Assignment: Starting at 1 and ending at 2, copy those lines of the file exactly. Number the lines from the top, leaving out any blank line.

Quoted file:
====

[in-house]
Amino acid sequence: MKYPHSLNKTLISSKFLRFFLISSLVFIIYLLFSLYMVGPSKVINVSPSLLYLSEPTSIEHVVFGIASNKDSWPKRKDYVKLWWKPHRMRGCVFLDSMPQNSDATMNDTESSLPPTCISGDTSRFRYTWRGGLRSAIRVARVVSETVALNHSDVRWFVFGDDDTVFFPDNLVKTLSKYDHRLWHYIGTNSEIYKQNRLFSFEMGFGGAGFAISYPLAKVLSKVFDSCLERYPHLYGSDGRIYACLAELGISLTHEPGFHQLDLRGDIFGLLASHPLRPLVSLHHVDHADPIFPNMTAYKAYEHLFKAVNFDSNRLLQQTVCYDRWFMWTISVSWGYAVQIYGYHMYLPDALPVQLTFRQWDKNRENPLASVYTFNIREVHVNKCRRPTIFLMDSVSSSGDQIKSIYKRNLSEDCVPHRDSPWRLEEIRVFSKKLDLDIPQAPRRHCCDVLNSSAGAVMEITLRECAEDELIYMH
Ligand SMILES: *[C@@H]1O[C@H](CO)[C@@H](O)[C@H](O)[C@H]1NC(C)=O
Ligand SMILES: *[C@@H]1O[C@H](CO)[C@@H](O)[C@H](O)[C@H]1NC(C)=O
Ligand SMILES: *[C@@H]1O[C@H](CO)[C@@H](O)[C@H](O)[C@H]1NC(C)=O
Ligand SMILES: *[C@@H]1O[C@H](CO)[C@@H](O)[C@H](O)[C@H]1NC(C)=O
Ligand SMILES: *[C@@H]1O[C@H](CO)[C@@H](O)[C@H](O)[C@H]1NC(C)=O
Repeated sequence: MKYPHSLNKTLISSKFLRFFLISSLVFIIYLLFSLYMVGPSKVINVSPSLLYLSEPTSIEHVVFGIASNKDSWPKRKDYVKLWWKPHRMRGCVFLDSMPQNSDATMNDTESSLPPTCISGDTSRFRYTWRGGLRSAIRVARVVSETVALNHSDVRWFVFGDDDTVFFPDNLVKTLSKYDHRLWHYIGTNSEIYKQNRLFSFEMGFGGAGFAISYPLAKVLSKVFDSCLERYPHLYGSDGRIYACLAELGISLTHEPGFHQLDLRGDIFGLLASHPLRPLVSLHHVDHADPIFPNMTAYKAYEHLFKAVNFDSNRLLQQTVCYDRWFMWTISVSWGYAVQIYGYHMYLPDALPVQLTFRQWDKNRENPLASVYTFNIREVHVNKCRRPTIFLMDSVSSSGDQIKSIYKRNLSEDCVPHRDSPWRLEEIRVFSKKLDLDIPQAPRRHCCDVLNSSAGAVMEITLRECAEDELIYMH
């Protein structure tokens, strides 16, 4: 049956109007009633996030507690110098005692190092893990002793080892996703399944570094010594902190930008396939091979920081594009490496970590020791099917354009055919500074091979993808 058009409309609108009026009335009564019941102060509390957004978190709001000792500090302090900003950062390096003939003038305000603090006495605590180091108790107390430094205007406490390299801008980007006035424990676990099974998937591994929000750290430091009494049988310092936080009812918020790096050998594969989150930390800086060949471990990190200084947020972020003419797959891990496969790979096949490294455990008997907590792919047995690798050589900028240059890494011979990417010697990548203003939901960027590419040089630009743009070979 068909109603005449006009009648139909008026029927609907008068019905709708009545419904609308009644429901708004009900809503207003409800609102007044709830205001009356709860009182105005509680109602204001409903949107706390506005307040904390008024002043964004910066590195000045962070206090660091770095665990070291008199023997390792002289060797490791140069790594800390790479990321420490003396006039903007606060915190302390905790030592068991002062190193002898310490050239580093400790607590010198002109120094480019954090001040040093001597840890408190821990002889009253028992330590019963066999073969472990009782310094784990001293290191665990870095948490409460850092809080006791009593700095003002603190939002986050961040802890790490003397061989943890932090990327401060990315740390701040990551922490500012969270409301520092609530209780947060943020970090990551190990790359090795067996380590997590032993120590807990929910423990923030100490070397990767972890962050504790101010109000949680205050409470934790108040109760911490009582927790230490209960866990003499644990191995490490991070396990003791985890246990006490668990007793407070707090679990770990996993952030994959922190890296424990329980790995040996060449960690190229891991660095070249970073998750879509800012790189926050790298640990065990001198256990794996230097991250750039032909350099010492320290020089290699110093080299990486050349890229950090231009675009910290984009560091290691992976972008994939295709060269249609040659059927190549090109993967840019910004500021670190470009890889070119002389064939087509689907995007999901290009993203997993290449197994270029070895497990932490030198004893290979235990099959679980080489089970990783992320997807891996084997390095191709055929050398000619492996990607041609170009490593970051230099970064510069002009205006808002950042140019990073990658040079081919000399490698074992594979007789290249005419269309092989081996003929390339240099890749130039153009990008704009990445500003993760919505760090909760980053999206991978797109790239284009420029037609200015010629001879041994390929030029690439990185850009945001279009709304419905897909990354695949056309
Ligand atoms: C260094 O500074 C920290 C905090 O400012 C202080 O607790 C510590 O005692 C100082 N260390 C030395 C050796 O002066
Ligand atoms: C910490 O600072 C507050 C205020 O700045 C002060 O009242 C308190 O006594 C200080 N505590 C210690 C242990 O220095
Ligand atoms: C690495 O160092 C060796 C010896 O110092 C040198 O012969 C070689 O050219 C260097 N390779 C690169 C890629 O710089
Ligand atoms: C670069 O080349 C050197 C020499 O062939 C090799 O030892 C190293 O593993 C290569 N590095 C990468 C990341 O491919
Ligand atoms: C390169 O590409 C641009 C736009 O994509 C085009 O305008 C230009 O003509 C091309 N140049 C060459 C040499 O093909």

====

[in-house]
Amino acid sequence: MKYPHSLNKTLISSKFLRFFLISSLVFIIYLLFSLYMVGPSKVINVSPSLLYLSEPTSIEHVVFGIASNKDSWPKRKDYVKLWWKPHRMRGCVFLDSMPQNSDATMNDTESSLPPTCISGDTSRFRYTWRGGLRSAIRVARVVSETVALNHSDVRWFVFGDDDTVFFPDNLVKTLSKYDHRLWHYIGTNSEIYKQNRLFSFEMGFGGAGFAISYPLAKVLSKVFDSCLERYPHLYGSDGRIYACLAELGISLTHEPGFHQLDLRGDIFGLLASHPLRPLVSLHHVDHADPIFPNMTAYKAYEHLFKAVNFDSNRLLQQTVCYDRWFMWTISVSWGYAVQIYGYHMYLPDALPVQLTFRQWDKNRENPLASVYTFNIREVHVNKCRRPTIFLMDSVSSSGDQIKSIYKRNLSEDCVPHRDSPWRLEEIRVFSKKLDLDIPQAPRRHCCDVLNSSAGAVMEITLRECAEDELIYMH